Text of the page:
- Evil is rebellious idolatry, where in a grand twist of things, humans worship the created rather than the Creator. What results is that cosmos becomes haywire, when evil is unleashed as a result of that idolatry.
- Redemption is not touching the reset button, or putting everything to the shredder and replacing it with something totally new. It is not making renovations or incremental improvements to creation. Redemption is remaking and refashioning creation from the distortion and corruption that has marred it. Redemption is liberating what has become enslaved. And so what redemption entails is no longer even a case of getting ourselves saved (wherein we debate about the possibility of saving ourselves). It is exponentially a much larger scope than saving an individual or a people. It is putting the entire cosmos right, making the entire creation new. (My heart always pounds with a strange hope when I read the quote from Jesus “I make all things new”.) This is something that only God can do, and He does this by actively giving Himself to this entire redemption project. In this narrative, God in the form of Jesus gives Himself, first to establish a new humanity (the ecclesio-church) which from there forward is involved in establishing His just and loving Lordship over all of creation, reconciling all things to Him.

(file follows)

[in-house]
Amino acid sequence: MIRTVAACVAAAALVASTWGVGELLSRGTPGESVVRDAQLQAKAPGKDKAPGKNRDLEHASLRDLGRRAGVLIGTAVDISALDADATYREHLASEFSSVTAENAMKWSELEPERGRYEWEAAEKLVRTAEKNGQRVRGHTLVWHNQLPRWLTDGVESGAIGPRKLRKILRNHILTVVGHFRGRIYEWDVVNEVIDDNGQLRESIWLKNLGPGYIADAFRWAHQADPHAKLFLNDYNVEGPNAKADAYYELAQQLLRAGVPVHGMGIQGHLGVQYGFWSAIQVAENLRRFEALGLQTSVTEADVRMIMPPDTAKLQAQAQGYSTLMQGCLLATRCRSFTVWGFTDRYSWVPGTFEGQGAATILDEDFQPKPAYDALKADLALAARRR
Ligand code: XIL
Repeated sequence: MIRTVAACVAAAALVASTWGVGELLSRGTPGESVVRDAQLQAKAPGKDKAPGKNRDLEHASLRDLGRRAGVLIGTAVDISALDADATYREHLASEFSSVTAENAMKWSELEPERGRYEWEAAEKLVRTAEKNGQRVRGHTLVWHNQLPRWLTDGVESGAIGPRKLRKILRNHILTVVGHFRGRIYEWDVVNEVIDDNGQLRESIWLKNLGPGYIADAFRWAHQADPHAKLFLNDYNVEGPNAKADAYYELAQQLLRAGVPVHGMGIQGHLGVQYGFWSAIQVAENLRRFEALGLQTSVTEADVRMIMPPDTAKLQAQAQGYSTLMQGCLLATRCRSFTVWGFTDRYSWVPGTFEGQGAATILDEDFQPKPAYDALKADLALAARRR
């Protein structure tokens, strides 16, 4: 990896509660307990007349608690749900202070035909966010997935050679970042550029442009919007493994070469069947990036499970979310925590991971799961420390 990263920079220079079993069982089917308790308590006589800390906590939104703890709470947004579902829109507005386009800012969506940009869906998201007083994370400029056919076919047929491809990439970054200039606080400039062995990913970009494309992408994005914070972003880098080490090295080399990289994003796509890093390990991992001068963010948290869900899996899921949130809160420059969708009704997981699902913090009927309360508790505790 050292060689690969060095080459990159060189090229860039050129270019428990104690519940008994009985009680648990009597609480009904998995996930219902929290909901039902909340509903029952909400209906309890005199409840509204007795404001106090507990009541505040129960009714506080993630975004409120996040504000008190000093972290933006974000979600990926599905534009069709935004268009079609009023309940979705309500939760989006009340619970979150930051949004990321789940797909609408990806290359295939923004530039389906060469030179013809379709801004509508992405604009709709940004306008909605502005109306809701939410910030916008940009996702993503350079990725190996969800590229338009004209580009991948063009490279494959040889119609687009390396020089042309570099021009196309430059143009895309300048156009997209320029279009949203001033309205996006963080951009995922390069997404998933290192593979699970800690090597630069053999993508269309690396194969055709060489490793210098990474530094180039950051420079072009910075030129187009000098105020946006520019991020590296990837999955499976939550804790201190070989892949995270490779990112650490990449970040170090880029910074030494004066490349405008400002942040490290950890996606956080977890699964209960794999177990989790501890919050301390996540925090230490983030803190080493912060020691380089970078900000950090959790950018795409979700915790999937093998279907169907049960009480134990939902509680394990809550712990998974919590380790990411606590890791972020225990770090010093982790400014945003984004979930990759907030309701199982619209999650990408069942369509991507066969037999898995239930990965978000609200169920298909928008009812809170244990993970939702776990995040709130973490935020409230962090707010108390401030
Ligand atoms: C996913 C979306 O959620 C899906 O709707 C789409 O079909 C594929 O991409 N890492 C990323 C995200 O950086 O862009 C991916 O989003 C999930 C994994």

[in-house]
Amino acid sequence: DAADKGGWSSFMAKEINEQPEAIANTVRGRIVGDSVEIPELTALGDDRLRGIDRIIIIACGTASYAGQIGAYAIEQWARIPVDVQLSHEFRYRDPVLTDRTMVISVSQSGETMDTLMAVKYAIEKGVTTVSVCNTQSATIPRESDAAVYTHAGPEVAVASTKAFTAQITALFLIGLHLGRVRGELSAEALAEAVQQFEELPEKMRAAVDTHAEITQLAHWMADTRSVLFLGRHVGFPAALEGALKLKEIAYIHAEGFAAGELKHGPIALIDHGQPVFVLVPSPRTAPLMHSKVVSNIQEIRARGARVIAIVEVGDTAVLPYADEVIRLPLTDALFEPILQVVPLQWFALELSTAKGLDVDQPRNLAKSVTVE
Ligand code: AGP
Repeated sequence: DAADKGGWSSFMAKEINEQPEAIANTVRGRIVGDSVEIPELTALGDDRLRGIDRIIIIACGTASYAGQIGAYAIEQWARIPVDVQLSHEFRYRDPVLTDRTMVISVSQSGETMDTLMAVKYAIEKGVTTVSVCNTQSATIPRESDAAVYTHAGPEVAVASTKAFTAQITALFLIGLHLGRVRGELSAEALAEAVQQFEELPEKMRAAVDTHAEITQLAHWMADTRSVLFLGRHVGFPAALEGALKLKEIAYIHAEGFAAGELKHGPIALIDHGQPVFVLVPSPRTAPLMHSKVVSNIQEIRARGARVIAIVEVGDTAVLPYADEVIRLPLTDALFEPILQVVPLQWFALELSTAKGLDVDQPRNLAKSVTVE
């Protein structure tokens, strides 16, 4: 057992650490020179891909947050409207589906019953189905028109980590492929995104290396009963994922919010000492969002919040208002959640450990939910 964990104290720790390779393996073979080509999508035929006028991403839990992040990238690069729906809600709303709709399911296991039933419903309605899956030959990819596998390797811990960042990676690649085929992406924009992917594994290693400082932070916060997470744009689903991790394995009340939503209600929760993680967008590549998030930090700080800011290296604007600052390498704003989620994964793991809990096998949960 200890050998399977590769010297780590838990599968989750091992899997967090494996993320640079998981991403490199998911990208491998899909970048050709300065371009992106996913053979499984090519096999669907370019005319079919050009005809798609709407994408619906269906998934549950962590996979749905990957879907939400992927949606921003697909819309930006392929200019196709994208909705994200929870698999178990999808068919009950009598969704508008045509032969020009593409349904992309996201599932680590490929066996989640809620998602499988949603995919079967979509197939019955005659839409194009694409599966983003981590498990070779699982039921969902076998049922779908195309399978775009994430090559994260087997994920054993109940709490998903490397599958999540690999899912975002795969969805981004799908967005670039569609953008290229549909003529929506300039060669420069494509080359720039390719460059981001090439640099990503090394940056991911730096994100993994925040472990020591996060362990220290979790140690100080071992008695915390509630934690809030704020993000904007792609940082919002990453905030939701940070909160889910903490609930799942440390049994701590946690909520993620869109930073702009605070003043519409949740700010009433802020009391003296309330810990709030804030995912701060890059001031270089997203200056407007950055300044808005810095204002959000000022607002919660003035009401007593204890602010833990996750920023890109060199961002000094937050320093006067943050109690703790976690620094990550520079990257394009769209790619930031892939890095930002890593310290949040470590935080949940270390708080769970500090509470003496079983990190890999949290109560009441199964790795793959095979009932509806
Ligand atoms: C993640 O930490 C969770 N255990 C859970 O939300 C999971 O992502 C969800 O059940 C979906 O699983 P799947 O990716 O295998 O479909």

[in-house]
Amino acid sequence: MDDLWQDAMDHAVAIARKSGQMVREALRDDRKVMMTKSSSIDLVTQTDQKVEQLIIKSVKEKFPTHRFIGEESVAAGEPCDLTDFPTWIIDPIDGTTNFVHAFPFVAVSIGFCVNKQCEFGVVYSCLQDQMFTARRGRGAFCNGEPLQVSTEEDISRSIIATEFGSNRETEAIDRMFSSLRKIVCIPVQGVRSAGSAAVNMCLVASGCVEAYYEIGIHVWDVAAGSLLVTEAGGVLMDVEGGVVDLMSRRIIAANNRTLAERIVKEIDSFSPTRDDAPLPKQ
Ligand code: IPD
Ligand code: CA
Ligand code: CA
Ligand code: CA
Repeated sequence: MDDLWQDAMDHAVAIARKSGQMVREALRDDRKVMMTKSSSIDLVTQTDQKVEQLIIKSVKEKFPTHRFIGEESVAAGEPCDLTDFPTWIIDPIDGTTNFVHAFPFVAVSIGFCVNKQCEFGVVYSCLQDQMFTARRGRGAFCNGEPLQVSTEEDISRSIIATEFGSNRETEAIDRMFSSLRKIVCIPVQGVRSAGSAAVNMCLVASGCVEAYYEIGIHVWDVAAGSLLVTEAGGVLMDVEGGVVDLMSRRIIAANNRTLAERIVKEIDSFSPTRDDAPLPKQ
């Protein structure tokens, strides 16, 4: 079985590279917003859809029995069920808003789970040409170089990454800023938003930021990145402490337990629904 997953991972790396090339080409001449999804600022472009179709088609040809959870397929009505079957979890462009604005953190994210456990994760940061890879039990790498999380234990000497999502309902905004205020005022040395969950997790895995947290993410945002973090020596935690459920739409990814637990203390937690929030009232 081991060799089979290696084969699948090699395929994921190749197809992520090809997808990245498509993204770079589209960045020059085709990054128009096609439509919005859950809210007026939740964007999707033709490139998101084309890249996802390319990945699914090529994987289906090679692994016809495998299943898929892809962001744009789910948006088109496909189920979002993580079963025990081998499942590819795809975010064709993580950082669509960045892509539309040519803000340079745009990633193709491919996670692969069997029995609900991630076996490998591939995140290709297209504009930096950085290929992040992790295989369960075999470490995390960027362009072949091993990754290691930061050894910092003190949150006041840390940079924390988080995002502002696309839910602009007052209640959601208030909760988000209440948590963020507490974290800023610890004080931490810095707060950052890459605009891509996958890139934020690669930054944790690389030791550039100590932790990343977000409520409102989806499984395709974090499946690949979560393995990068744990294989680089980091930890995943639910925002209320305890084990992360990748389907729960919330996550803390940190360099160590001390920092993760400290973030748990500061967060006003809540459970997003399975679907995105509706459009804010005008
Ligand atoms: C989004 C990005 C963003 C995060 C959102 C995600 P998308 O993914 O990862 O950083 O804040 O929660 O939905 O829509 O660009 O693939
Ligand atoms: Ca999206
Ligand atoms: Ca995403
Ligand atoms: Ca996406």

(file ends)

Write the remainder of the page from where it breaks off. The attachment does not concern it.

And so the putting things right is the mission and work of God and this is done in the work of Christ in proclaiming and establishing God’s Kingdom — His reign and rule — on earth, indeed the whole of creation. By extension, His church established by Christ is continuing the work that He has started.
Some key references he makes regarding God’s work in reconciling creation to Him:
- Romans 8:18-25
- Colossians 1:15-20
- Ephesians 1:9-12
I will end this blog post by sharing our final eschatological hope (or maybe, the nearest eschatological hope in which we know of). And that is the marriage of heaven and earth.
N.T. Wright points out what is to me the zenith of all hopes. The hope of all hopes: that in the final day (or the nearest knowable revealed future from when the rest of unknown or fuzzy eternity continues), heaven will come down as it were to earth. There will be new heavens and a new earth that will be once more closely intertwined with each other, as they were created by God in Genesis 1:1 to be.
The city of God the church will come down to earth like a bride to her husband. We will have a new world to live under God’s reign and rule of love.
I don’t know about you but my understanding of good news has now escalated to dazzling new heights.
Wright, N.T. (2008). Surprised by Hope: Rethinking Heaven, the Resurrection, and the Mission of the Church. HarperOne: New York
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Disclaimer: Apologies if I misread Tom Wright or communicated it poorly. Happy to discuss it with you here or email@example.com